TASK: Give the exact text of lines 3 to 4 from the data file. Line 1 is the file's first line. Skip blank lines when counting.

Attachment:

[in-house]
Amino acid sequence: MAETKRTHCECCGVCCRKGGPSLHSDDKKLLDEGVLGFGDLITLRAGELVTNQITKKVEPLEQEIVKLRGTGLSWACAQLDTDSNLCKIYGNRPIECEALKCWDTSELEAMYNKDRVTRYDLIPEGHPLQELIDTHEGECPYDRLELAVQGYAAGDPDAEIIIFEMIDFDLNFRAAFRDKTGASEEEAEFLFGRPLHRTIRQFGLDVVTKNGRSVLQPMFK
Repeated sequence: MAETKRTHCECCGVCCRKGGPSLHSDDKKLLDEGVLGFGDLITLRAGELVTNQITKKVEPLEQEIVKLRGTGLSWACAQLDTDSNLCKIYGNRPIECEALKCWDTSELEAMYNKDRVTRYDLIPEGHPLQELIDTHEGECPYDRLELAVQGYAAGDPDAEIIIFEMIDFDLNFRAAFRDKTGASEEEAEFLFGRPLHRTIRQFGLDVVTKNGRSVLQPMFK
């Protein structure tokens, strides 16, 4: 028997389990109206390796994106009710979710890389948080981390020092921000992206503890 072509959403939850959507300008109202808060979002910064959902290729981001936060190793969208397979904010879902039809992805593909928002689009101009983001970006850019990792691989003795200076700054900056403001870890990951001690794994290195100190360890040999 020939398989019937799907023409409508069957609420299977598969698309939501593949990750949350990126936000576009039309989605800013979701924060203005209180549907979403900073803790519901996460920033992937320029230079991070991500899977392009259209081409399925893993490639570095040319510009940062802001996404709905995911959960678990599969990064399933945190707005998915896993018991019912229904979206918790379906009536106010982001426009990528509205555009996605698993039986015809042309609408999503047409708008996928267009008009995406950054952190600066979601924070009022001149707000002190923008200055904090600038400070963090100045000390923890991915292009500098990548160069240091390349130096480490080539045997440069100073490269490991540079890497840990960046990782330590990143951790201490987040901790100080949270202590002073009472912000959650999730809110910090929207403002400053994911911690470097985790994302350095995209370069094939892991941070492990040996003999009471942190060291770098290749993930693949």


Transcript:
Repeated sequence: MAETKRTHCECCGVCCRKGGPSLHSDDKKLLDEGVLGFGDLITLRAGELVTNQITKKVEPLEQEIVKLRGTGLSWACAQLDTDSNLCKIYGNRPIECEALKCWDTSELEAMYNKDRVTRYDLIPEGHPLQELIDTHEGECPYDRLELAVQGYAAGDPDAEIIIFEMIDFDLNFRAAFRDKTGASEEEAEFLFGRPLHRTIRQFGLDVVTKNGRSVLQPMFK
């Protein structure tokens, strides 16, 4: 028997389990109206390796994106009710979710890389948080981390020092921000992206503890 072509959403939850959507300008109202808060979002910064959902290729981001936060190793969208397979904010879902039809992805593909928002689009101009983001970006850019990792691989003795200076700054900056403001870890990951001690794994290195100190360890040999 020939398989019937799907023409409508069957609420299977598969698309939501593949990750949350990126936000576009039309989605800013979701924060203005209180549907979403900073803790519901996460920033992937320029230079991070991500899977392009259209081409399925893993490639570095040319510009940062802001996404709905995911959960678990599969990064399933945190707005998915896993018991019912229904979206918790379906009536106010982001426009990528509205555009996605698993039986015809042309609408999503047409708008996928267009008009995406950054952190600066979601924070009022001149707000002190923008200055904090600038400070963090100045000390923890991915292009500098990548160069240091390349130096480490080539045997440069100073490269490991540079890497840990960046990782330590990143951790201490987040901790100080949270202590002073009472912000959650999730809110910090929207403002400053994911911690470097985790994302350095995209370069094939892991941070492990040996003999009471942190060291770098290749993930693949």